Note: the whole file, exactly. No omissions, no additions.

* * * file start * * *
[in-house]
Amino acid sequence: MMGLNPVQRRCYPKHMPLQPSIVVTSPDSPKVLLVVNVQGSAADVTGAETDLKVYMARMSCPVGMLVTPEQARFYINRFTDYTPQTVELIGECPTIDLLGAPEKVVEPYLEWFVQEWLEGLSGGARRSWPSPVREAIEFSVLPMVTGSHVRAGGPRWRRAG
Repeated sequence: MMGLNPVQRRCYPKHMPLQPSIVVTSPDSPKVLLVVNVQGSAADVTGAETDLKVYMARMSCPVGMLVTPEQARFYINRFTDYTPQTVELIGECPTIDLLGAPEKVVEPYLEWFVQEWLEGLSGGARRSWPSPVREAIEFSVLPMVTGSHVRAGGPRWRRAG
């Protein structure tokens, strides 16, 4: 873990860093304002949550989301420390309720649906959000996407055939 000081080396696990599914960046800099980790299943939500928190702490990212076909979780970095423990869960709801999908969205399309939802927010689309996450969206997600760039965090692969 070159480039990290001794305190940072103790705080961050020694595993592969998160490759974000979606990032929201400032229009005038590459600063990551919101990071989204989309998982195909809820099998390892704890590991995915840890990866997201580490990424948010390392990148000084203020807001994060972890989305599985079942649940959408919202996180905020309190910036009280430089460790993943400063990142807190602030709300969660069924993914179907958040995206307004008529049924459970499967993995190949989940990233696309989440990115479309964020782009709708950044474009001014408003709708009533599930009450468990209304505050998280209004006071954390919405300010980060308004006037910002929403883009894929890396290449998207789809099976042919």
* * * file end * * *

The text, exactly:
[in-house]
Amino acid sequence: MMGLNPVQRRCYPKHMPLQPSIVVTSPDSPKVLLVVNVQGSAADVTGAETDLKVYMARMSCPVGMLVTPEQARFYINRFTDYTPQTVELIGECPTIDLLGAPEKVVEPYLEWFVQEWLEGLSGGARRSWPSPVREAIEFSVLPMVTGSHVRAGGPRWRRAG
Repeated sequence: MMGLNPVQRRCYPKHMPLQPSIVVTSPDSPKVLLVVNVQGSAADVTGAETDLKVYMARMSCPVGMLVTPEQARFYINRFTDYTPQTVELIGECPTIDLLGAPEKVVEPYLEWFVQEWLEGLSGGARRSWPSPVREAIEFSVLPMVTGSHVRAGGPRWRRAG
């Protein structure tokens, strides 16, 4: 873990860093304002949550989301420390309720649906959000996407055939 000081080396696990599914960046800099980790299943939500928190702490990212076909979780970095423990869960709801999908969205399309939802927010689309996450969206997600760039965090692969 070159480039990290001794305190940072103790705080961050020694595993592969998160490759974000979606990032929201400032229009005038590459600063990551919101990071989204989309998982195909809820099998390892704890590991995915840890990866997201580490990424948010390392990148000084203020807001994060972890989305599985079942649940959408919202996180905020309190910036009280430089460790993943400063990142807190602030709300969660069924993914179907958040995206307004008529049924459970499967993995190949989940990233696309989440990115479309964020782009709708950044474009001014408003709708009533599930009450468990209304505050998280209004006071954390919405300010980060308004006037910002929403883009894929890396290449998207789809099976042919």